You can find more here and here and here! (Psst - just don't tell them they are learning math - and logic - while they learn the tricks!)
* Houdini was very much in love with his wife, Bess. He often left love notes on her pillow! Spend a week leaving notes for your family members in fun places for them to find. Be creative! After a week of doing it, you may find the habit so ingrained that you keep it as part of your routine.
* Houdini loved books so much, he hired his own librarian to help him keep track of his collection, which filled his house! How do libraries keep all their books straight? Visit your local library, and even if you are quite familiar with it, ask the librarian to show you how things are arranged. You might learn something new!
- Who decides where a book will go? Sometimes it is the librarian, sometimes it is the cataloger. Sometimes it is someone who doesn't even work in the same building!
- Do they ever change where a book is located? Why would they do that?
- How does the information about the book's location get into the computer?
***Want to know a librarian magic trick? Find any nonfiction book and open it to the page with all the boring gobbledy-gook, like copyright date. It is usually one of the pages before the title page, but might also be at the end. Somewhere towards the bottom, you may see something like this:
- The "ISBN" number tells us exactly what book we have.
- The numbered parts tell us what subjects are covered.
- And...that 793.8 is the Dewey decimal number that tells us where it goes in the library! (It also pops up in the computer record when we go to catalog it). I'll bet you thought we knew all that off the top of our heads!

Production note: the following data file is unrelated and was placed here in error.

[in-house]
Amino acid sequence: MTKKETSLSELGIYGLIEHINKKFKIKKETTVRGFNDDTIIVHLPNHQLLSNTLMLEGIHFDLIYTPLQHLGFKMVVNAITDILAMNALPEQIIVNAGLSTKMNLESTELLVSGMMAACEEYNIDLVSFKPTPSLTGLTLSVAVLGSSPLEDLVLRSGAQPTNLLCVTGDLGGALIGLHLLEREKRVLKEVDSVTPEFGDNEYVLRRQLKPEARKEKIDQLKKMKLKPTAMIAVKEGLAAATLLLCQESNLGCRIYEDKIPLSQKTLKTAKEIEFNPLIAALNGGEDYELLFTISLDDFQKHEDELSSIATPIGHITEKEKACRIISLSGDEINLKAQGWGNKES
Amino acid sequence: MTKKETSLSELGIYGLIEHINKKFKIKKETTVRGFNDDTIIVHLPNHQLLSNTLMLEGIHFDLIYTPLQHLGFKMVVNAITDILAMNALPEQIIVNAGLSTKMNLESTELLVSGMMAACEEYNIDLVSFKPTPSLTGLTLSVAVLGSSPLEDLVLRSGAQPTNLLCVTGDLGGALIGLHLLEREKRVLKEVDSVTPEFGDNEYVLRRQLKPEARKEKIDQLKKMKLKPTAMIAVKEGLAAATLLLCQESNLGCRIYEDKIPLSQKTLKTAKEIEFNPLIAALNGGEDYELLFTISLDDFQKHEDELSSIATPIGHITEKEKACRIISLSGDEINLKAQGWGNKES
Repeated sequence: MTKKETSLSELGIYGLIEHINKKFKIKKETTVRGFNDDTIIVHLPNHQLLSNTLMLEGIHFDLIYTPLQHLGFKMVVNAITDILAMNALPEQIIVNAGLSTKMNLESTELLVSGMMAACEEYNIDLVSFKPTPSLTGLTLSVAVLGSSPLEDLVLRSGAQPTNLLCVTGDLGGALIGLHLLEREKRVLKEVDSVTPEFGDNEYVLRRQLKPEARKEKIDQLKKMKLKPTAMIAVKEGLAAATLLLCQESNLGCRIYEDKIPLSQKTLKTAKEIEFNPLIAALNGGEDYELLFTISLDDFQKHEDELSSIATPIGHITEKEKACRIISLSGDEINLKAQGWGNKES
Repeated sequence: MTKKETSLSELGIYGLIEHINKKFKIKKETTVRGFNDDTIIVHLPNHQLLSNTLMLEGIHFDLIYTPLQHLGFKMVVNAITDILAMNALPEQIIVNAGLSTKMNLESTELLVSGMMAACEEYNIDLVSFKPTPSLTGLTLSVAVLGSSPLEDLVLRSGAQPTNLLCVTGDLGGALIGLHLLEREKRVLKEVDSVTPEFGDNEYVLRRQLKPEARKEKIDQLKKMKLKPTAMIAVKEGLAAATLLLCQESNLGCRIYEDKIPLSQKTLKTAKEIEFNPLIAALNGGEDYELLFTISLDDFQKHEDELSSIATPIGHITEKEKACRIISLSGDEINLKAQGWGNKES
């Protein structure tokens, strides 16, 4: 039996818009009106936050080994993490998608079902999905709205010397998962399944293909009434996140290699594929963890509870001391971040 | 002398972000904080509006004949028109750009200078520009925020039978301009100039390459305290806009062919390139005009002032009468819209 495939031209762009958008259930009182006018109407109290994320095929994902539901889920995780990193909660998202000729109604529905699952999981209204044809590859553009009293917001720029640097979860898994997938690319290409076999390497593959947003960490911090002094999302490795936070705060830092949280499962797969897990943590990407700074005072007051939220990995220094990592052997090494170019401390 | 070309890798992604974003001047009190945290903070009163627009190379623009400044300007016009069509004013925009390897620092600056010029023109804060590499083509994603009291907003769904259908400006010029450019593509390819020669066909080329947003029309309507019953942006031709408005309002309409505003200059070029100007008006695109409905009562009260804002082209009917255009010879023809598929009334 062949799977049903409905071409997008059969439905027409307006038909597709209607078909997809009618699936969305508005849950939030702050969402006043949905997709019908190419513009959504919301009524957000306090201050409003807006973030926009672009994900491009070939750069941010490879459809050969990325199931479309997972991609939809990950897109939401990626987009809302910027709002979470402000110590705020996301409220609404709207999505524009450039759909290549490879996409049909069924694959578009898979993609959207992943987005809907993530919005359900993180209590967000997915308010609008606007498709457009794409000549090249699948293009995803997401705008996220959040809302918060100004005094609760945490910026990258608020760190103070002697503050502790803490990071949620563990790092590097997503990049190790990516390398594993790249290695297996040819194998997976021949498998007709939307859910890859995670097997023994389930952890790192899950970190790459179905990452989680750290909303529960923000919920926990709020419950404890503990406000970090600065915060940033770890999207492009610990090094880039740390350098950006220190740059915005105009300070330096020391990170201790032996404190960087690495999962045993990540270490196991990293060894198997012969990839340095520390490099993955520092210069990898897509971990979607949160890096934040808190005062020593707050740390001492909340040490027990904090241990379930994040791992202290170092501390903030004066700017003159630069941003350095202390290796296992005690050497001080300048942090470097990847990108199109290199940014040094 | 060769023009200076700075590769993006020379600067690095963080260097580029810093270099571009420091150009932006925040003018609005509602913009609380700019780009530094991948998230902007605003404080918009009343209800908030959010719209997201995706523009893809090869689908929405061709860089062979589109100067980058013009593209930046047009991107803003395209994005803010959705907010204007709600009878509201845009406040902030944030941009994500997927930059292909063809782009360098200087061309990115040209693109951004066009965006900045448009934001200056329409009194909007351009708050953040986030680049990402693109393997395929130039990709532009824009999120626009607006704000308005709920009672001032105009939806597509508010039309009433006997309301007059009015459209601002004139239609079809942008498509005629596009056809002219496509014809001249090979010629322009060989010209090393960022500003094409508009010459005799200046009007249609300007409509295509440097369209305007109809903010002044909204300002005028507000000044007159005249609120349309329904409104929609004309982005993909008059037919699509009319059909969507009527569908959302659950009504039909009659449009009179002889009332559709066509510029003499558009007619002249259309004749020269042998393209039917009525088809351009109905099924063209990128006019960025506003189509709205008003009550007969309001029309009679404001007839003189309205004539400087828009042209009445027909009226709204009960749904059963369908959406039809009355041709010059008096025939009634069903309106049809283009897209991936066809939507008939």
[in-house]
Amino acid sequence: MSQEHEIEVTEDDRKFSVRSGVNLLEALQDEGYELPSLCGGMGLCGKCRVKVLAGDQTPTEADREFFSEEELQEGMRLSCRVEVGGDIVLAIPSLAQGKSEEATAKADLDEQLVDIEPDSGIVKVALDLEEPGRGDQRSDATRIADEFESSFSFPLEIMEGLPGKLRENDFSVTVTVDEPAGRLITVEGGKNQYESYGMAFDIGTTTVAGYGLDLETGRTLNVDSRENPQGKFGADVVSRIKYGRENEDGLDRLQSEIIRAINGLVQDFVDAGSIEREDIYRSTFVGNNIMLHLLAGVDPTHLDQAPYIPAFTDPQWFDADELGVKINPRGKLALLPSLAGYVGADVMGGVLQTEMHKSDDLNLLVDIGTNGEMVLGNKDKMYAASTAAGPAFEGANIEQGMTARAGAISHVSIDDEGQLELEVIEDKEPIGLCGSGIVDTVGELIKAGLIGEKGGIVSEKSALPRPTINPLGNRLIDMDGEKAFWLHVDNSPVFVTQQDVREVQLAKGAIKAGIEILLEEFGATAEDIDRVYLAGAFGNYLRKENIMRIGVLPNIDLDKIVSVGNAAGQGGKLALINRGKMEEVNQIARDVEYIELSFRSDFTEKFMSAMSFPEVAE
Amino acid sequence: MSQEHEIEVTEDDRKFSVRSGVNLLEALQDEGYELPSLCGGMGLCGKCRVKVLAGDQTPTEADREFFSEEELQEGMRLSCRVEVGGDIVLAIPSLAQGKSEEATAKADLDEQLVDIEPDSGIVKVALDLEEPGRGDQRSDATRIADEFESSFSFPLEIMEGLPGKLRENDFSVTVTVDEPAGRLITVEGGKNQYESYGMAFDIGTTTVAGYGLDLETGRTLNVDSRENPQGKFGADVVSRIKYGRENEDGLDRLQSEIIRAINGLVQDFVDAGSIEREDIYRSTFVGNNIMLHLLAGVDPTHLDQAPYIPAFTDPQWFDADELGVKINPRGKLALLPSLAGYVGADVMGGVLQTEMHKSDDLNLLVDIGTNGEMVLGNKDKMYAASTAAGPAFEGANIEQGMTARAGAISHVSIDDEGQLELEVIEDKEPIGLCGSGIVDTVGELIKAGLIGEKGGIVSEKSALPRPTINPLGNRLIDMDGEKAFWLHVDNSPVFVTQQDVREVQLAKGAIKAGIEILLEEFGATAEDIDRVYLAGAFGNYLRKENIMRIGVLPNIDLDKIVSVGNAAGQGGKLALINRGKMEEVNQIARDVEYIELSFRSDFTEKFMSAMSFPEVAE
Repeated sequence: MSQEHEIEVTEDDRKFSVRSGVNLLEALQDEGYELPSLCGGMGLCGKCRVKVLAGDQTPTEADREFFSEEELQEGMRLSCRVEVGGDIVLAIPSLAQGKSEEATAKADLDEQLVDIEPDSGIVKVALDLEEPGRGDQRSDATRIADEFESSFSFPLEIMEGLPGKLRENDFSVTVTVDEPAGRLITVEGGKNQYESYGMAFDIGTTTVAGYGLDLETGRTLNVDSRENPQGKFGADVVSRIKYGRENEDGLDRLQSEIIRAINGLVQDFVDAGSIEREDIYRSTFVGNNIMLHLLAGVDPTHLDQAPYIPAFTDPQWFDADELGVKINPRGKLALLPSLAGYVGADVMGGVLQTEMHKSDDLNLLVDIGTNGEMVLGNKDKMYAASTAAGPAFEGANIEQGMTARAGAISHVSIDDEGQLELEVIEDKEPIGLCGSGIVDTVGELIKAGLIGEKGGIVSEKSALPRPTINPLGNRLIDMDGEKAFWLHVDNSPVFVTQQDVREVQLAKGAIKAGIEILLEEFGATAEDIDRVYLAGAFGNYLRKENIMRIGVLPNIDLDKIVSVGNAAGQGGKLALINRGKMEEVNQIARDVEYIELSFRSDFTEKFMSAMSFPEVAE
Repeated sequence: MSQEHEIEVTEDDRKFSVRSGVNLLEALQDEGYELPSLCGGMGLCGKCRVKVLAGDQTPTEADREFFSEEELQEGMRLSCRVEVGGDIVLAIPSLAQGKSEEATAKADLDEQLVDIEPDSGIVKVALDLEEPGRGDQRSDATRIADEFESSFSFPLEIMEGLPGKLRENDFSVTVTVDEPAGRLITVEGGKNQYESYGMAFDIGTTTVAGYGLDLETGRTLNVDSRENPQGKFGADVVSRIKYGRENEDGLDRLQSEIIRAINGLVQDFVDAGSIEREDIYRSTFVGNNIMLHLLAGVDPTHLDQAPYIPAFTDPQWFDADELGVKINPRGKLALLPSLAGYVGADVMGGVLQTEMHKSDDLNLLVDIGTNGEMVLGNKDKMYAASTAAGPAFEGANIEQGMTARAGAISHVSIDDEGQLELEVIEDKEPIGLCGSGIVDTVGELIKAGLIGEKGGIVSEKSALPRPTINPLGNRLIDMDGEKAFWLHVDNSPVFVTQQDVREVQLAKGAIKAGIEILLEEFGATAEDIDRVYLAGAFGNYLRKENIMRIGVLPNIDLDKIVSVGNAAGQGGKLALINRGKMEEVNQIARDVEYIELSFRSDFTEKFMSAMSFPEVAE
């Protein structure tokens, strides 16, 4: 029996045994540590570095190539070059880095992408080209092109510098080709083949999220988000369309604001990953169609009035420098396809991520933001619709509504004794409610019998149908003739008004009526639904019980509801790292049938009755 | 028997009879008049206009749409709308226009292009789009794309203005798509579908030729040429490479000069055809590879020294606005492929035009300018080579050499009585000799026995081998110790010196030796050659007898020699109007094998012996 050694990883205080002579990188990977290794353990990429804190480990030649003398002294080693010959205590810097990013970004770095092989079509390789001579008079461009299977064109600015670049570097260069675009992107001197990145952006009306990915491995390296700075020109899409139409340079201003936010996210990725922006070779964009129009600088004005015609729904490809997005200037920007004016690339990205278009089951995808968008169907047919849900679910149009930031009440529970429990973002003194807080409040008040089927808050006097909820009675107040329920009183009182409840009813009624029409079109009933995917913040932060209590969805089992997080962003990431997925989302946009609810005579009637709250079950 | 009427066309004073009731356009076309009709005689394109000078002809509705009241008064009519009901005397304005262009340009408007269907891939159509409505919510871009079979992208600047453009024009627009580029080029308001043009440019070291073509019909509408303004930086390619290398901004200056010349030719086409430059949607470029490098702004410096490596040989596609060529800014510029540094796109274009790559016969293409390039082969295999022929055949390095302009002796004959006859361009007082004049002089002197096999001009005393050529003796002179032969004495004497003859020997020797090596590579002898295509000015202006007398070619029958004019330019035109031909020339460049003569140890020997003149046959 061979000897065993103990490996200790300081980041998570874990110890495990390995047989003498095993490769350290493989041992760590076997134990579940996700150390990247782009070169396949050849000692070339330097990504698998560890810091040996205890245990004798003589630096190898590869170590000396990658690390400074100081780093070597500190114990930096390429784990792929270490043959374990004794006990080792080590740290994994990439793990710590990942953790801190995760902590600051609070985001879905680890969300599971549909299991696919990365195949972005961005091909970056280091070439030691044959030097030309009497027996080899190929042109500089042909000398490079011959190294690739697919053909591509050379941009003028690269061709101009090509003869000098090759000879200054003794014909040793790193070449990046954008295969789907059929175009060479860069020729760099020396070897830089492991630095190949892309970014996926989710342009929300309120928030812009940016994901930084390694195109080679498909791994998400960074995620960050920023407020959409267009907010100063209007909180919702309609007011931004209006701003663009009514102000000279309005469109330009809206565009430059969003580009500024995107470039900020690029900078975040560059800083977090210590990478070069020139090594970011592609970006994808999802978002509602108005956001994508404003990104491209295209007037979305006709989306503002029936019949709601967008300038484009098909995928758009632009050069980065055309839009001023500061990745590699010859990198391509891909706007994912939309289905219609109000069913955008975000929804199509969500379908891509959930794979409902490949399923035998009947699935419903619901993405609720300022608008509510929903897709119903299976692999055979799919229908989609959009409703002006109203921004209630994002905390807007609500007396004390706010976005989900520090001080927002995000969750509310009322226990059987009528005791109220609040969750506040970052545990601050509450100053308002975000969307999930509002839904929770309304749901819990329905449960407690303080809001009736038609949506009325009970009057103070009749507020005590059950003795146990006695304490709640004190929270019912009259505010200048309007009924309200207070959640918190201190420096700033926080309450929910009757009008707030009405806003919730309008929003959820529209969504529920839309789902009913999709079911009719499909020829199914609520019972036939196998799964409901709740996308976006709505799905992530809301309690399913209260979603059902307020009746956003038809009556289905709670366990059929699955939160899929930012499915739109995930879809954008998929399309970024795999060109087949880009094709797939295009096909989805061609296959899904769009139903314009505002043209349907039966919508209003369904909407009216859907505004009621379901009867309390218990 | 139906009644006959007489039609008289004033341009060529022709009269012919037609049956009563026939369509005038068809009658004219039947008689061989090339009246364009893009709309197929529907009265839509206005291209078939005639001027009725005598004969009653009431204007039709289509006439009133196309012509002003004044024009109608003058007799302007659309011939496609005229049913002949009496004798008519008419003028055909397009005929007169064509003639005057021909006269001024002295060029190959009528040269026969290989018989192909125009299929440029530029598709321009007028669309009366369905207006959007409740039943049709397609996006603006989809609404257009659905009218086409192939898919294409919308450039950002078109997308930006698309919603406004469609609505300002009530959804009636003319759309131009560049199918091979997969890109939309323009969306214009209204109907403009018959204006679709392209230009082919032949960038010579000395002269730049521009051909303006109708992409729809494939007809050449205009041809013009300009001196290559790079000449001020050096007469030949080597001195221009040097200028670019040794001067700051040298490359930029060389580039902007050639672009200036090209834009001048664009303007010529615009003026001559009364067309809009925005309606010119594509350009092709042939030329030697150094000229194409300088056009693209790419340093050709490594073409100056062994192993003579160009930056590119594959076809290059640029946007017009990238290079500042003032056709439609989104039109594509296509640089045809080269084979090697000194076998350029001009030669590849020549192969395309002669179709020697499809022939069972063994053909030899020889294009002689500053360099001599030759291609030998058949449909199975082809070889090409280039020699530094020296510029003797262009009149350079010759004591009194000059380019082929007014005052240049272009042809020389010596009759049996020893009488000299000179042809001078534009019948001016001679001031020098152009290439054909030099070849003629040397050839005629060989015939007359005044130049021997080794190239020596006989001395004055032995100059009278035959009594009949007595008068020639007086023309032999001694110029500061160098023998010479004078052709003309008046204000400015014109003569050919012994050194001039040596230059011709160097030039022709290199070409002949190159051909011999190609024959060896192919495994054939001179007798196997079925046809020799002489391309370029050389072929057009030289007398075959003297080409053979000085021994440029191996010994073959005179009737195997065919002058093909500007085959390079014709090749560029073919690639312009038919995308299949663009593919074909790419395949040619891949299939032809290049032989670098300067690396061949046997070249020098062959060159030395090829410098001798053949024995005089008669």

Do you want to know a library magic trick you can use? Go to your local library, and look at the books at 793.8. Those are about magic too, aren't they? The Dewey Decimal system* is the same all over. Once you learn the call number for the books you like to read about, you will always know right where to go to find them, no matter what library you are in!
* We'll discuss Library of Congress, etc., another time.
Make magic wands with sticks, dowel rods, pencils, whatever you have on hand (click here to see how we made our Harry Potter pencil wands - they are about halfway down the page)
Nothing is quite as magical as a yeast bread! Have you ever been the recipient of an Amish Friendship Bread starter? I had one going for a while, but alas, on the third go-round I got too busy. Good news, though, you can start your own starter!
1 packet active dry yeast in
1/4 cup warm water.
Let set for ten minutes.
In a glass or plastic bowl, whisk:
1 cup flour
1 cup sugar
and stir in:
1 cup milk.
Mix in dissolved yeast. Cover loosely and let set at room temperature. You can use a plastic baggie if you leave a tiny opening (put the baggie in a bowl to keep it from spilling.) Do NOT use metal utensils or bowls for any of this!
Now, you need to follow the ten day instructions for Amish Friendship Bread (this is day one, and you do nothing else.)
Days 2-5: Squish around in baggie.
Day 6: Add 1 cup each flour, sugar, and milk, and squish around again.
Day 7-9: Squish.
Day 10: Pour into a bowl (not metal!) and add 1 cup each flour, sugar and milk. Mix thoroughly. Put one cup of mixture into each of three bags, and write "Day 1: (today's date)" on each. Give those to your friends, along with these daily instructions.
To the rest, add:
1 cup oil
another 1/2 cup milk
1 tsp vanilla
In another bowl, sift together:
2 cups flour
1 cup sugar
2 tsp cinnamon
1 1/2 tsp baking powder
1/2 tsp baking soda
1/2 tsp salt
1 box instant pudding (optional)
1 cup nuts or dried fruit (optional)
Mix both bowls, pour batter into greased pans dusted with sugar. Bake for 1 hour at 325 degrees.
Houdini had a healthy ego, but at his funeral the rabbi called him "one of the noblest and sweetest of men." He loved children, even though he and Bess were never able to have any. He often performed free for soldiers and children.
Learn some magic tricks, or think of some other ways you can entertain - sing or dance, or put together a play - and offer your performance free to a nursing home, neighbors, or local hospital.
Other Web Sites to Explore